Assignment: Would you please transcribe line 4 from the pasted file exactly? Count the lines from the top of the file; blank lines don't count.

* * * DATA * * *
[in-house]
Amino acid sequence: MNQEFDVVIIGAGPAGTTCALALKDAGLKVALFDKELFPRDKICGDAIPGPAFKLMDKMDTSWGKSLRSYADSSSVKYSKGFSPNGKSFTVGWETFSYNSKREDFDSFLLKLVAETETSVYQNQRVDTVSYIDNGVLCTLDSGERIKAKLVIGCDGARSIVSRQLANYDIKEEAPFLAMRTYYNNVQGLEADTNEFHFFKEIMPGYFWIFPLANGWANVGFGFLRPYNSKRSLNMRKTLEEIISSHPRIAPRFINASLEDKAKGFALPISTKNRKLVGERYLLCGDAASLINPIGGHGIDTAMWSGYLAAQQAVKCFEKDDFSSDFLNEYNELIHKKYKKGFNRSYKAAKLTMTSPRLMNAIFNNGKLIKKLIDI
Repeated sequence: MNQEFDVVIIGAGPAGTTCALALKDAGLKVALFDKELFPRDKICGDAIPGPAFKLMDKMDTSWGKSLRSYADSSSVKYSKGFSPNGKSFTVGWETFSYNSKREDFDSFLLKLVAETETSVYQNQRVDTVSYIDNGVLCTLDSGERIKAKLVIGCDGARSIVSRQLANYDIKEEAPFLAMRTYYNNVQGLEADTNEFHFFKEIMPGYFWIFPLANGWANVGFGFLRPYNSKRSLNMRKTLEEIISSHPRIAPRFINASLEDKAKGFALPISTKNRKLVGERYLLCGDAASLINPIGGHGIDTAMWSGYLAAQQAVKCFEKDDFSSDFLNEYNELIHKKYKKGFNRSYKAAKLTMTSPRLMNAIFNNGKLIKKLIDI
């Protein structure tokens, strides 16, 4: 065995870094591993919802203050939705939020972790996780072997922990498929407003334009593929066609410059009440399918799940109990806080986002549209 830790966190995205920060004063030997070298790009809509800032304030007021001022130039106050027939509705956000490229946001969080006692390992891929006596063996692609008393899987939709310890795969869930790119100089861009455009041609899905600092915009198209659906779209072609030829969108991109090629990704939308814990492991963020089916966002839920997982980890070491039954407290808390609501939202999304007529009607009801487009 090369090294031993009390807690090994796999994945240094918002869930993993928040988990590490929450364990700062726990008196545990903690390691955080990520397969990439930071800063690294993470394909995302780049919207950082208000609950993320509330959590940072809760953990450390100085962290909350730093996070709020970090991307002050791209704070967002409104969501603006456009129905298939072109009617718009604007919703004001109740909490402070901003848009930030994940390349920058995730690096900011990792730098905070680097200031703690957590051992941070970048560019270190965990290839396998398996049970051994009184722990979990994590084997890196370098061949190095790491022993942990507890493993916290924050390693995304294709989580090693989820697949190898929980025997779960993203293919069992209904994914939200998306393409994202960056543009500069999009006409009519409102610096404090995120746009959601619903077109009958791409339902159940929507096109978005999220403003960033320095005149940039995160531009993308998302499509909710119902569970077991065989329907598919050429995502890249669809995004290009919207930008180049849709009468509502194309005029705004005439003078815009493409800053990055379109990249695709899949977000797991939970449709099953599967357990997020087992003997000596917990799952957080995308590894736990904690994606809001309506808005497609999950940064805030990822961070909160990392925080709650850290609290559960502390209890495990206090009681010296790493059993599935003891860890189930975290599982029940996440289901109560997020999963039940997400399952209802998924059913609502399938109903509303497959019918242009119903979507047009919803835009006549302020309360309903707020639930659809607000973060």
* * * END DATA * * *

């Protein structure tokens, strides 16, 4: 065995870094591993919802203050939705939020972790996780072997922990498929407003334009593929066609410059009440399918799940109990806080986002549209 830790966190995205920060004063030997070298790009809509800032304030007021001022130039106050027939509705956000490229946001969080006692390992891929006596063996692609008393899987939709310890795969869930790119100089861009455009041609899905600092915009198209659906779209072609030829969108991109090629990704939308814990492991963020089916966002839920997982980890070491039954407290808390609501939202999304007529009607009801487009 090369090294031993009390807690090994796999994945240094918002869930993993928040988990590490929450364990700062726990008196545990903690390691955080990520397969990439930071800063690294993470394909995302780049919207950082208000609950993320509330959590940072809760953990450390100085962290909350730093996070709020970090991307002050791209704070967002409104969501603006456009129905298939072109009617718009604007919703004001109740909490402070901003848009930030994940390349920058995730690096900011990792730098905070680097200031703690957590051992941070970048560019270190965990290839396998398996049970051994009184722990979990994590084997890196370098061949190095790491022993942990507890493993916290924050390693995304294709989580090693989820697949190898929980025997779960993203293919069992209904994914939200998306393409994202960056543009500069999009006409009519409102610096404090995120746009959601619903077109009958791409339902159940929507096109978005999220403003960033320095005149940039995160531009993308998302499509909710119902569970077991065989329907598919050429995502890249669809995004290009919207930008180049849709009468509502194309005029705004005439003078815009493409800053990055379109990249695709899949977000797991939970449709099953599967357990997020087992003997000596917990799952957080995308590894736990904690994606809001309506808005497609999950940064805030990822961070909160990392925080709650850290609290559960502390209890495990206090009681010296790493059993599935003891860890189930975290599982029940996440289901109560997020999963039940997400399952209802998924059913609502399938109903509303497959019918242009119903979507047009919803835009006549302020309360309903707020639930659809607000973060």